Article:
This article looks at how to deal with situations where our own home or second home is illegally occupied by unidentified persons.


The first thing is to define this type of behavior in criminal terms

If it is our main residence, we would have to report the occupants to the police or duty court for breaking and entering. The Spanish Criminal Code, indeed, in article 245.2 says that this crime consists of “… the entry into a private individual’s dwelling by someone who does not live there, and who enters or remains in it against the will of its owner. This crime is punishable by a prison sentence of six months to two years.

If it is a second home that the owners are not occupying, then the occupants must be reported for the offence of squatting. This scenario is covered by article 245.2 of the Spanish Criminal Code which establishes that “anyone who occupies, without due authorization, a property, dwelling or building belonging to others that is not their residence, or who stays in it against the owner’s will, will be punished by a fine: in Spain, the Courts impose not just an amount of a fine but its duration, so a fine of €100 could be imposed, for example, for each day of three months.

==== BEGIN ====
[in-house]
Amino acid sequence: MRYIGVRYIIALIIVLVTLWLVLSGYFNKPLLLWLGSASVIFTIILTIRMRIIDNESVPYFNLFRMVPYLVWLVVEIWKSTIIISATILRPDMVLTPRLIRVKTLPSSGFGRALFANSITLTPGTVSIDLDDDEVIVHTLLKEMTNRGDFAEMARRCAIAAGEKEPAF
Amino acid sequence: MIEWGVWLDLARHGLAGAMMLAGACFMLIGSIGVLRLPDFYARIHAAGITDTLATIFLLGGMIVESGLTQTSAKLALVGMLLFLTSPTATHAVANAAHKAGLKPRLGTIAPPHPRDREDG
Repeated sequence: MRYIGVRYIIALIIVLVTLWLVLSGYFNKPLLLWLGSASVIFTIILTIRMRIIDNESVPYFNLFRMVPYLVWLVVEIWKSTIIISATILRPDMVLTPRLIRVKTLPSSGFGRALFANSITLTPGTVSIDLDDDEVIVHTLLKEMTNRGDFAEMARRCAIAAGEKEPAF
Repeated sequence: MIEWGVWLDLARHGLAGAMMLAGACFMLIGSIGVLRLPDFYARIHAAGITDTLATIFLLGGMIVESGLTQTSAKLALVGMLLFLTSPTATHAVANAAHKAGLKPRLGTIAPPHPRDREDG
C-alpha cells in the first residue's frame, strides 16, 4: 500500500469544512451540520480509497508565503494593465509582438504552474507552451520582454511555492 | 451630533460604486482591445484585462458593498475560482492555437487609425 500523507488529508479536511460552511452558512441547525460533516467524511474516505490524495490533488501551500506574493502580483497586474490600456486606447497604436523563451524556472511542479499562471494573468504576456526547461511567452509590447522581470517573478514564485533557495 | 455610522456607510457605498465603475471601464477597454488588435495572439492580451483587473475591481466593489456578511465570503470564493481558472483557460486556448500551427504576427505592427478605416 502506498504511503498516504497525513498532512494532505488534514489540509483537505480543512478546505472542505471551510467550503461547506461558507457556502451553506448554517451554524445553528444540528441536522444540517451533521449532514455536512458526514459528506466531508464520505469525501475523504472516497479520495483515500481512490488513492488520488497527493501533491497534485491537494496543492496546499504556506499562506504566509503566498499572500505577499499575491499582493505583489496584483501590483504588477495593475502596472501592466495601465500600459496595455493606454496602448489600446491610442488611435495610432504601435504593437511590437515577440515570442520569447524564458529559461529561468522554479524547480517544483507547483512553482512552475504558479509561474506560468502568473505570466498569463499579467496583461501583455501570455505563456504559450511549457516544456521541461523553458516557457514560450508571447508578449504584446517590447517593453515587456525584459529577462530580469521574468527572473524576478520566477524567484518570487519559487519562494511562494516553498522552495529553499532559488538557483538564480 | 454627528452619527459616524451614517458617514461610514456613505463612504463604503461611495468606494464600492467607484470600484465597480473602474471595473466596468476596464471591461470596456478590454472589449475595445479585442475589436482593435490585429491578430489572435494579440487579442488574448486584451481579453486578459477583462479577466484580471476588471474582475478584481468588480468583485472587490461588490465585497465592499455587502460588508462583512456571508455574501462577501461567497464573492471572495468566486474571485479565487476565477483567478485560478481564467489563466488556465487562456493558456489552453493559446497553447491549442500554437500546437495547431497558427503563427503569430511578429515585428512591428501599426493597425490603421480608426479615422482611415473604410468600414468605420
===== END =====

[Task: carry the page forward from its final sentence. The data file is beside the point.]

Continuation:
As we can see there is a significant difference in the way this type of crime is punished and certainly the imposition of a fine on the squatters does not seem to be sufficient punishment to discourage and prevent this type of behaviour. In fact, these occupants, in most cases, have manuals of action (obtained even through the Internet) that help them stay in other people’s property for long periods of time against the will of the owners.

The measures currently provided for in the Spanish legal system, therefore, are ineffective and tend to protect the illegal occupants once they have managed to install themselves in a dwelling after the first 48 hours, a timescale connected with the definition of “delito flagrante “ in article 490 of Ley de Enjuiciamiento Criminal. This provides the police with a margin to act inmediately, after which decisions must be supervised by the Courts.